the lower crust causes the appearance of the PM P reflection in near-vertical reflection experi-
ments. If the PS-scattered energy is reaching the Moho (6.5/8.0 km/sec interface) the critical
angle for S-to P-reflection and generation of a connected headwave is 31 deg in contrast to
60.4 deg for the PP reflection . The first diffracted and critically SP reflected energy becomes
visible at about a distance of 15 km. At smaller distances the reflection of the diffracted wave
is subcritical and therefore, less effective. The numerical experiments in Figures 14 and 17
SEP–80                            Wave propagation in lower crust                             29



were conducted to study the behavior of the wave field at distances where the Pn headwave
from the upper mantle becomes a first arrival.


Reflection from the Moho – scattered and reflected wave field

The investigation of the heterogeneities of the lower crust and the crust-mantle boundary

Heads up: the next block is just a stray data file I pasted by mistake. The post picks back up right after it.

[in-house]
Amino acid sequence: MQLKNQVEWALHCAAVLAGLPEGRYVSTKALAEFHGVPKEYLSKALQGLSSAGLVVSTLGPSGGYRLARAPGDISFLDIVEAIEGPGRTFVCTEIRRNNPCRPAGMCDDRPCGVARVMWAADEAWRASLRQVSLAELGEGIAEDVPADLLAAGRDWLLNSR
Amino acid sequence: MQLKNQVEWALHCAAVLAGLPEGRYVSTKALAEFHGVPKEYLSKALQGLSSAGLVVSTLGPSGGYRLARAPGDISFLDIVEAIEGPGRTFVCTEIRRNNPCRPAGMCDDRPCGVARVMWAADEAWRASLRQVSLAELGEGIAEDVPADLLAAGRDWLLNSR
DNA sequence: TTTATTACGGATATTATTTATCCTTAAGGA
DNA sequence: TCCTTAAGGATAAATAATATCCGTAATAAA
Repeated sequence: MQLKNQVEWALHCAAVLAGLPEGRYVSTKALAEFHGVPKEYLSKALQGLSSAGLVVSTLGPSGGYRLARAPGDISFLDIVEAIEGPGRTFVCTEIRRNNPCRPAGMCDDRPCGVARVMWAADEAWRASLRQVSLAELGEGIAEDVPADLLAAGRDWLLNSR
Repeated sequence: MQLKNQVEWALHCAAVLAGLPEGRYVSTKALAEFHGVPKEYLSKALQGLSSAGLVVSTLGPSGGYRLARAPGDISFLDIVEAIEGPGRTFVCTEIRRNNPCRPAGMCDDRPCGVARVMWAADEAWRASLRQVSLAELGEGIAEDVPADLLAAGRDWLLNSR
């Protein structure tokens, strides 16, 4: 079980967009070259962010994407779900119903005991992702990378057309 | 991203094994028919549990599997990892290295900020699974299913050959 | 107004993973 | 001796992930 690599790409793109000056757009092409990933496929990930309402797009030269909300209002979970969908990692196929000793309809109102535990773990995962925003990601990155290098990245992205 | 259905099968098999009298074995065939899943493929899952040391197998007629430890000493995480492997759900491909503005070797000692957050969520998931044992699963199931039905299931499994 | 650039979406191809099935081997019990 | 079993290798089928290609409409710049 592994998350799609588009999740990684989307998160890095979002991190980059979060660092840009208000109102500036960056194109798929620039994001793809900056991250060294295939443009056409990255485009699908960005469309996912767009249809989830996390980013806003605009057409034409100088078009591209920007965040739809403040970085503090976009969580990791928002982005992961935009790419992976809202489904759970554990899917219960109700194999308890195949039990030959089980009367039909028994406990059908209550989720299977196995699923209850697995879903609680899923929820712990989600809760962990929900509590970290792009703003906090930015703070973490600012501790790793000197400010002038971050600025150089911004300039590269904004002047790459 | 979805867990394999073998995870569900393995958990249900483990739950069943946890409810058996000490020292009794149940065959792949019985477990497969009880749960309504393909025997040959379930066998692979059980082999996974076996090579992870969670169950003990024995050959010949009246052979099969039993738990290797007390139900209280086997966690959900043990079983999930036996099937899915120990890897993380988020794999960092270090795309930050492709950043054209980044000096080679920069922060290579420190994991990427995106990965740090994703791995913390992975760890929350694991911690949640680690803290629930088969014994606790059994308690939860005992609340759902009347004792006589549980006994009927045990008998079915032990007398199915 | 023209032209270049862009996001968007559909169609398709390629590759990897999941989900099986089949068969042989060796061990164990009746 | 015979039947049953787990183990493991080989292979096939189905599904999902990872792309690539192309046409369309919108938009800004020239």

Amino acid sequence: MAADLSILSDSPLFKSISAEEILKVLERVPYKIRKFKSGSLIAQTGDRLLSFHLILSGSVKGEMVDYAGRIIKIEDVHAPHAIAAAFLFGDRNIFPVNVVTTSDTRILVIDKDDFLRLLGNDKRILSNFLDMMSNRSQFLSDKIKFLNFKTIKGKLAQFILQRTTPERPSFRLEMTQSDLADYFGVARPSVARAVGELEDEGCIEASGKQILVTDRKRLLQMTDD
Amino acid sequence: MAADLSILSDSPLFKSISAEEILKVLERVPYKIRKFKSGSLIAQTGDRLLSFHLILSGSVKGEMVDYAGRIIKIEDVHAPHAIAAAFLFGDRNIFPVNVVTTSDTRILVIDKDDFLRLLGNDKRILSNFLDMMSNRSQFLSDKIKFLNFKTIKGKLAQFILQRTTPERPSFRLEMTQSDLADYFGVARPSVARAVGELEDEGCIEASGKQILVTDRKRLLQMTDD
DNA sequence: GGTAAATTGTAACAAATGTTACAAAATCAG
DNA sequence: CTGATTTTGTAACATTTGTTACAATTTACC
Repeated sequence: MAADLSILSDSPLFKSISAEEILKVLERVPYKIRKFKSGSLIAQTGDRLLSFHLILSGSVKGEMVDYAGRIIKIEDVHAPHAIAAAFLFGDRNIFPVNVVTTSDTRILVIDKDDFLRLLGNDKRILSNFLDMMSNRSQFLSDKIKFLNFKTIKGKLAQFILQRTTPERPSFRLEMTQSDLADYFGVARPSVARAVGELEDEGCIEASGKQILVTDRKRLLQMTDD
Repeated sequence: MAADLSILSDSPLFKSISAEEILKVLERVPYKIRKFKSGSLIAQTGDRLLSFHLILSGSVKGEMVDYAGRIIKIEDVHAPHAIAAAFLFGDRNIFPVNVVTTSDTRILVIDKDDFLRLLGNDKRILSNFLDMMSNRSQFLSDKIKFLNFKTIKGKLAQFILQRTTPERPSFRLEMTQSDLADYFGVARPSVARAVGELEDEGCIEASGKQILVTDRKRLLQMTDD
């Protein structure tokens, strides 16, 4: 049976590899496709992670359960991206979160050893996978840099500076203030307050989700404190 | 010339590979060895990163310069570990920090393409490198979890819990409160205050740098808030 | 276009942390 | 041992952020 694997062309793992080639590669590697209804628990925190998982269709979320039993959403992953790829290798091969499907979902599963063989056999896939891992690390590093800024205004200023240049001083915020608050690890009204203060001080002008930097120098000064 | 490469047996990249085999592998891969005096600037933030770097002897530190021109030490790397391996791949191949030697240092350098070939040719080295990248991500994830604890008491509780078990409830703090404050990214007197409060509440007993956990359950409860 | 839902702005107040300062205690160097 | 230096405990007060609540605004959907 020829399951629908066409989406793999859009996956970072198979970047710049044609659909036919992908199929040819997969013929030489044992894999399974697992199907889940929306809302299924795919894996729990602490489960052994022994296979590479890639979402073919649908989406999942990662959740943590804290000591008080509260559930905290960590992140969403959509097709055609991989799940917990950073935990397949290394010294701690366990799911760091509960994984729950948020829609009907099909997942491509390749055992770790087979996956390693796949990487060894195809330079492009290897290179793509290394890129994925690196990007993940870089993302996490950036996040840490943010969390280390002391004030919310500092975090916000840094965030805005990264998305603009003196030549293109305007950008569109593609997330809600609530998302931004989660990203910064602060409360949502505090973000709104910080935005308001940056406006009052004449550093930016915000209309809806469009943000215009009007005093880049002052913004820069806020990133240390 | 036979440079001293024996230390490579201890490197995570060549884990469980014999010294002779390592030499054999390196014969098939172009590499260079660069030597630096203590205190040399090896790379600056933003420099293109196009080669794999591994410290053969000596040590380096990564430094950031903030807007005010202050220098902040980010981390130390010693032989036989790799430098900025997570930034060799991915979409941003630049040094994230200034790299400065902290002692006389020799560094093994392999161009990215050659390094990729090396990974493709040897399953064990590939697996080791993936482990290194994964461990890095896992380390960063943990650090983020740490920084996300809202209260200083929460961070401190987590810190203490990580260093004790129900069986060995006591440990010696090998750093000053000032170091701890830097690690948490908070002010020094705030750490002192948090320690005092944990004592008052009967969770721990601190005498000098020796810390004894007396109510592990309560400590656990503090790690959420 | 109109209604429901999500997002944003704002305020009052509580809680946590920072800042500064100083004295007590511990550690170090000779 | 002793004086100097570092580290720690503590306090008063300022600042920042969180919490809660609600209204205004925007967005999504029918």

(Moho) in near-vertical reflection and wide angle refraction experiments poses two essen-
tial problems for the nature of the reflections from the crust-mantle transition. The laminated
heterogeneities of the lower crust cause the reverberating reflectivity seen in near-vertical re-
flection experiments. They produce a coda to PC P and PM P in wide-angle refraction experi-
ments, and generate also a high frequency coda of teleseismic phases. Wherever near-vertical
and wide-angle observations are available in the same region (Mooney and Brocher, 1987), the
observed zero-offset TWT in near-vertical reflection surveys is compatible with the calculated
zero-offset TWT deduced from observed supercritical PM P reflections and Pn headwaves.
However, there is an important difference between the near-vertical and supercritical reflec-
tions: in the first case the PM P reflection is preceded by the lower crustal reverberations and
terminates abruptly without a coda, while in the second case the reverberations form a well-
developed coda to PM P with the primary sharp signal at its beginning. The abrupt termination
of the P-reflectivity of the lower crust at near-vertical incidence is very frequently observed in